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ORIGINAL ARTICLE
Year : 2018  |  Volume : 15  |  Issue : 2  |  Page : 118-120

Malformations: A 5-year review of the presentation and management in a Teaching Hospital in Ghana


1 Department of Surgery, Komfo Anokye Teaching Hospital, Kumasi, Ghana
2 Departments of Pathology, Kwame Nkrumah University of Science and Technology, Kumasi, Ghana
3 Departments of Child Health, Kwame Nkrumah University of Science and Technology, Kumasi, Ghana

Correspondence Address:
Dr. Babatunde M Duduyemi
Department of Pathology, Kwame Nkrumah University of Science and Technology, Kumasi
Ghana
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Source of Support: None, Conflict of Interest: None


DOI: 10.4103/ajps.AJPS_10_18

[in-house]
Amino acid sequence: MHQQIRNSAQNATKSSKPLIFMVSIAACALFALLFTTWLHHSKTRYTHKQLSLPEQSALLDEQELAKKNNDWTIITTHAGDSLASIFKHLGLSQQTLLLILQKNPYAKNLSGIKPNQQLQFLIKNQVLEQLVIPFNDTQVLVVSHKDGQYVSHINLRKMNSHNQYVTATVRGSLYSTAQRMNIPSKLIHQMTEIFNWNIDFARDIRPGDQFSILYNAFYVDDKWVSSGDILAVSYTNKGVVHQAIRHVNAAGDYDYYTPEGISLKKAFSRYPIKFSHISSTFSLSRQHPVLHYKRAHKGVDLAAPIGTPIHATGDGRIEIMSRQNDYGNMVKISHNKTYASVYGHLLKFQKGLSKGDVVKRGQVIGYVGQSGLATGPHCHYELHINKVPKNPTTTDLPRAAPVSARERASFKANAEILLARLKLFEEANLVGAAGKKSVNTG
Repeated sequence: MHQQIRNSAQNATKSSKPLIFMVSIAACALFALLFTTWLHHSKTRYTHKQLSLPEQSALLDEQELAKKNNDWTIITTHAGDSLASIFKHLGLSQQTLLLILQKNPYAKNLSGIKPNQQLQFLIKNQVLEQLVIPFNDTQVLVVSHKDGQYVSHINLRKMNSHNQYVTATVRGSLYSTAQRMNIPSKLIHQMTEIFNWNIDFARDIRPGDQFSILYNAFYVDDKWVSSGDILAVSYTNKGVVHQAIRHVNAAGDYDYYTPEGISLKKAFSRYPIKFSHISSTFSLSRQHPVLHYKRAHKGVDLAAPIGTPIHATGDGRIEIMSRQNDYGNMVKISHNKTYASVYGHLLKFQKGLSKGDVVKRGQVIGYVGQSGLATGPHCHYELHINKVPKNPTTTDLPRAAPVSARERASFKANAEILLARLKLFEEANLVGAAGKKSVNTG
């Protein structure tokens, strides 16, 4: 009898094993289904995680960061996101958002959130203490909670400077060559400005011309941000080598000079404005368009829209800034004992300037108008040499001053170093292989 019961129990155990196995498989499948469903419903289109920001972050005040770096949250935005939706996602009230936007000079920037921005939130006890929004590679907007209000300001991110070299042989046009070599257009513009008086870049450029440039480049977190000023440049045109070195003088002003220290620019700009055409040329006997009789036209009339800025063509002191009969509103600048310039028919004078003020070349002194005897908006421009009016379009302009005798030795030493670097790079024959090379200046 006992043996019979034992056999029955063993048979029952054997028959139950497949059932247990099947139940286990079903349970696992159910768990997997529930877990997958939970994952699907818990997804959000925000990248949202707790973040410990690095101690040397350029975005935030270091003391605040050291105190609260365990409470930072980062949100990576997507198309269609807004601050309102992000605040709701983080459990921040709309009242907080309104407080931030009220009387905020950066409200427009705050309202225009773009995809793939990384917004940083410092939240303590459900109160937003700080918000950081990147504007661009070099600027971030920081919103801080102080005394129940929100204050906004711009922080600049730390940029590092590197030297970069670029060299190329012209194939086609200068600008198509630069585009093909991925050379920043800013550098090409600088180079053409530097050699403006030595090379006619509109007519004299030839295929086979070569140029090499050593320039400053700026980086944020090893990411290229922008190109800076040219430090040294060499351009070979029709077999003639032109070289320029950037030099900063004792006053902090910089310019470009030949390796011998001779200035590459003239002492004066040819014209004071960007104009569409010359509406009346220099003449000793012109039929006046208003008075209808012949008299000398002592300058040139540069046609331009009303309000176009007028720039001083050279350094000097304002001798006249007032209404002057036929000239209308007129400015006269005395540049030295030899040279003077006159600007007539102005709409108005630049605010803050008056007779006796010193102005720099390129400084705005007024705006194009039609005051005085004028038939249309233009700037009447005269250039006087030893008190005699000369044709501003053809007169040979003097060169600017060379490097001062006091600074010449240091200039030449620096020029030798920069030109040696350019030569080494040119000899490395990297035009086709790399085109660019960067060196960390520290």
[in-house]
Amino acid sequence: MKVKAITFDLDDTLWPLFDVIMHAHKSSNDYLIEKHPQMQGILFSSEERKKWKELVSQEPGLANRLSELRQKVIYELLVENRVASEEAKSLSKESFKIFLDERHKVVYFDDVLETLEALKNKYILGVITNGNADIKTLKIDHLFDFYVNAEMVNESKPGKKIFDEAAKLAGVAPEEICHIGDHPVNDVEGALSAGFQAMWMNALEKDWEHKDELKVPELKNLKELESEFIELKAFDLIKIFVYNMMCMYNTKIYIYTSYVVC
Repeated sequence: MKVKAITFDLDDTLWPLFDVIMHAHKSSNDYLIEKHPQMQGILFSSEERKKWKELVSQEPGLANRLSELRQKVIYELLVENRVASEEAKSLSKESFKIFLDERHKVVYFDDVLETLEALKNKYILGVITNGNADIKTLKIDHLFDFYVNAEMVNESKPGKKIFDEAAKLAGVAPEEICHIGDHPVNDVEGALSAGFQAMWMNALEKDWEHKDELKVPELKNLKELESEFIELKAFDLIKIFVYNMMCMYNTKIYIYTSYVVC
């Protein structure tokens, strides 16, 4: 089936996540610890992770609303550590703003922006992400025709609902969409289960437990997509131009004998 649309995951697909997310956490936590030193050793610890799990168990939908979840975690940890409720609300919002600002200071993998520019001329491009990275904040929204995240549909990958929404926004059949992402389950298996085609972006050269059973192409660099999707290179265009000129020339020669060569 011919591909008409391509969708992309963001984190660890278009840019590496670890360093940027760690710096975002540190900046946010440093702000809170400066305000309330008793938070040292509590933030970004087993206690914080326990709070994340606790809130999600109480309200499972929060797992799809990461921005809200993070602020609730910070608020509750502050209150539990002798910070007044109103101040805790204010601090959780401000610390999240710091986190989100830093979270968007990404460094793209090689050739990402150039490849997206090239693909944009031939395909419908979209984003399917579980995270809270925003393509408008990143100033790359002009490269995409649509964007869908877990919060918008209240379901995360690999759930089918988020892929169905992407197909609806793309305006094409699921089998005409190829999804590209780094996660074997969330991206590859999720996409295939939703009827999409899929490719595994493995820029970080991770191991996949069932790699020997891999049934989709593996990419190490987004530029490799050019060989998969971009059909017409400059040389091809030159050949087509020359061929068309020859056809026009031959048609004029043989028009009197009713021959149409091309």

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Background: Anorectal malformations (ARMs) are congenital defects affecting the distal gastrointestinal tract and anus with frequent fistulous connections to the genitourinary system. The spectrum of the disease is considerably wide, and thus, an individualised approach to its management is required. There are few recent publications about the burden of this malformation in Africa and the outcome of surgical intervention. We present our experiences with the management of ARM, peculiar challenges and the outcome at a tertiary hospital catering for the Northern and Central parts of Ghana. Materials and Methods: This was a retrospective folder review of children with ARM at the Paediatric Surgical Unit of Komfo Anokye Teaching Hospital, Kumasi, Ghana, from 2011 to 2015. The data extracted included diagnosis, associated features, initial and definitive surgical treatment and post-operative complications. Results: Of the 53 records that were conclusively retrieved, the sex ratio was 1:1. The median age of presentation was 4.5 days (neonates), 4.5 months (infants) and 1.6 years (older children). There were 12 (44%) rectoperineal and 18 (69%) rectovestibular fistulas, representing the most common types of ARM in boys and girls, respectively. Posterior sagittal anorectoplasty and abdominoperineal pull-through were the corrective procedures performed. The overall complication rate was <10%. Conclusion: Our patients generally presented later than their Western counterparts, making a single-stage correction rare. The types of ARM documented in our study suggest the existence of a geographical variation.


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